A lot of people say that it’s hard to come back from drug addiction, and it is, but I never felt my Savior so close to me as I did during that time. I reached out to the Lord and the scriptures with everything in my power. I was on my knees more often than not. I often felt as though I could see the Savior in the Garden of Gethsemane and how He suffered for my sins. And I didn’t want to be unappreciative of what He’d done for me, so I found the faith to persevere. I did not want my chair to be empty anymore.
During my fall into drug addiction and the long repentance process that followed, my children had grown up. My son was getting ready to receive his endowment in the temple in preparation for a mission, and I wanted to be in the temple with him. I didn’t know if it would be possible, but as the day approached, I felt at peace. Then, five days before he was to go to the temple, I got my temple recommend back! What a tender mercy that was to me. I knew then that the Lord had truly forgiven me. I have kept a current recommend since that day more than 15 years ago.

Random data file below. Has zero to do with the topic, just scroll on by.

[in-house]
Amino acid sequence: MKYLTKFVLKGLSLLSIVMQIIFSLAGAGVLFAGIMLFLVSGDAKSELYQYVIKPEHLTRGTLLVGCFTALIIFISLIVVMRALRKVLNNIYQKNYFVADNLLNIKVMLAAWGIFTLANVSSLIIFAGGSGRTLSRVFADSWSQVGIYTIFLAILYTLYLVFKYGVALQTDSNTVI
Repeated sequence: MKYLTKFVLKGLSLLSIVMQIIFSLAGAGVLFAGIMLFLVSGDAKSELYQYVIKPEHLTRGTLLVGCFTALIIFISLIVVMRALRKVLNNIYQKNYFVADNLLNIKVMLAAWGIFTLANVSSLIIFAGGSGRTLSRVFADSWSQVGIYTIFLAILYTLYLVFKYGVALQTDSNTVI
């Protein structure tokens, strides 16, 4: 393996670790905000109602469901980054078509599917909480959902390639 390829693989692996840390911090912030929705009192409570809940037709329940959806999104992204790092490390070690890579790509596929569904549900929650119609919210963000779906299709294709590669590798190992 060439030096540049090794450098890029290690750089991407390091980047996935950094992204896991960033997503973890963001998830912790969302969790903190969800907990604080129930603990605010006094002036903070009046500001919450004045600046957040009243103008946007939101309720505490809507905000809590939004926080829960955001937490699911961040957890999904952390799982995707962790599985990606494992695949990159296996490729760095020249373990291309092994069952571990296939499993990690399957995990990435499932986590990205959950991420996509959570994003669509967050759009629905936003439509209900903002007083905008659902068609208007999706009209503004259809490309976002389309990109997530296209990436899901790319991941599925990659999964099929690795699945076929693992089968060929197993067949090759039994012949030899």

When people look at me now, they don’t know that I was once a drug addict. That is because the Atonement is real. My Savior guided me throughout the whole recovery and repentance process. I have “tasted of his love, and have received a remission of [my] sins, which causeth such exceedingly great joy in [my soul]” (Mosiah 4:11).
The lesson was hard, but I have so much joy in my life now. I know my Savior loves me! He has blessed me more abundantly than I could have imagined. I’ve been sealed in the temple to a wonderful man. As a family, we barely talk about my addiction anymore because we feel that I have become a different person from who I was then. The Savior did what He did because, like my grandfather, He does not want any empty chairs at His table.